Photo: Wikipedia, GFDL
"Lithium could bring us prosperity."At 4,085 square miles, Salar de Uyuni in Southwest Bolivia is the world's largest salt flat. Those salts contain large amounts of sodium, potassium, magnesium and lithium, and these days, it's the last element on that list that is attracting attention. According to the USGS, Bolivia has 35% of the world's lithium resources, and since in the coming years, electric cars and plug-in hybrids that use lithium-ion batteries are expected to greatly increase in numbers, this could mean big changes for Bolivia, South-America's poorest country.
Photo: Wikipedia, Free Art License
Peak Lithium Not in SightBloomberg has a very interesting feature piece on Bolivia's lithium reserves, and the obstacles that it faces to actually create a lithium mine there (the country has so far rejected investment offers, but that might change if it can't raise the money on its own), but the most interesting piece of information to me was that these lithium reserves would be enough for about 4.8 billion electric cars.
Not that it's necessarily a good idea to have that many electric cars, but it's certainly good to know that in just one place, without counting all the other lithium sources around the world and the undiscovered reserves (lithium hasn't been very expensive historically, so there hasn't been too much exploration), there is enough of the stuff to make billions of large batteries. And lithium batteries are recyclable, so we could eventually have a fairly closed cycle.
Photo: Nasa, public domain
Of course, there are some geopolitical fears: What if Bolivia and other lithium producers create a cartel like OPEC? What if they artificially inflate prices, blackmail the rest of the world, etc?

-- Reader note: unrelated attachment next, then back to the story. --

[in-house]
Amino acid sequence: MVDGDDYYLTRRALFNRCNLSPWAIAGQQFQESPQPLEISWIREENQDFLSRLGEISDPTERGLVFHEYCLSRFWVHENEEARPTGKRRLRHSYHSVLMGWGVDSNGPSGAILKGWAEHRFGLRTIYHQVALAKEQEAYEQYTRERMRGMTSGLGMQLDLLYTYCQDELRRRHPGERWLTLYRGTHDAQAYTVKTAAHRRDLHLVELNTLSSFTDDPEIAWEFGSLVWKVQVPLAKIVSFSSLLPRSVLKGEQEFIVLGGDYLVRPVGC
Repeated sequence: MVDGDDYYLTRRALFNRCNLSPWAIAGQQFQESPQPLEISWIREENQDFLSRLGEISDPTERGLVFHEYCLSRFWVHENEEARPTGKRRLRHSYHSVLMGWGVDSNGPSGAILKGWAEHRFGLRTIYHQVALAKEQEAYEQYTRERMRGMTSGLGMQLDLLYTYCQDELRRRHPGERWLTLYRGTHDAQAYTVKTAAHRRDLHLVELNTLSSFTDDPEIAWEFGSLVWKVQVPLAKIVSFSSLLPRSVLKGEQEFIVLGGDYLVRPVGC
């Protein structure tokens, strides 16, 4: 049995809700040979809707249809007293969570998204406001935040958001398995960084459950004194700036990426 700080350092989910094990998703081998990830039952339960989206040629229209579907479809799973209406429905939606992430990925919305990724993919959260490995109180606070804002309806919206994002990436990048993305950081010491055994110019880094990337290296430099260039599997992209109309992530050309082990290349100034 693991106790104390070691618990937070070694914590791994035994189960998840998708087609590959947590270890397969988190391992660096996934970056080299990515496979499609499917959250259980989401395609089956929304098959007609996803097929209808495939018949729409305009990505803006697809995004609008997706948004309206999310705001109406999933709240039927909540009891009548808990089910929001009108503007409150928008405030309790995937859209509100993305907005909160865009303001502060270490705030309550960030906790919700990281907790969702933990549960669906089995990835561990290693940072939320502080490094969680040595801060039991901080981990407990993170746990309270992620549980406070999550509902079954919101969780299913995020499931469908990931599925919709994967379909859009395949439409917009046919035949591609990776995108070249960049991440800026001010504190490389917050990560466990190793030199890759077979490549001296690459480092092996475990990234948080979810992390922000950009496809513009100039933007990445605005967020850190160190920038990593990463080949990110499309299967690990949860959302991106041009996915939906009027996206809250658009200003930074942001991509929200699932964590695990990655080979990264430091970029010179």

Well, even if they did, it would still be an improvement on OPEC. But chances are that if lithium becomes very expensive, new sources will be found via exploration (at least for a while) and recycling will become more efficient (how much lithium could we extract just from our landfills?).
After all, lithium isn't like oil: You need a few pounds of it to make a battery, and then that battery can last for many years. It's not like oil where you need to buy dozens of gallons of it every week or two to keep your vehicle running.
And who's to say that by the time these kinds of geopolitical problems develop we won't be transitioning to something better (hypercapacitors made with carbon nanotubes maybe?). Pretty hard to run out of carbon...
In short: While there are things that could go wrong if we become dependent on lithium, it very probably wouldn't be nearly as bad as our current dependence on oil. Many editorials these days are trying to make us afraid of lithium, but oil is a lot scarier.
What if we could bring countries like Bolivia out of poverty and clean up the transportation sector significantly at the same time?
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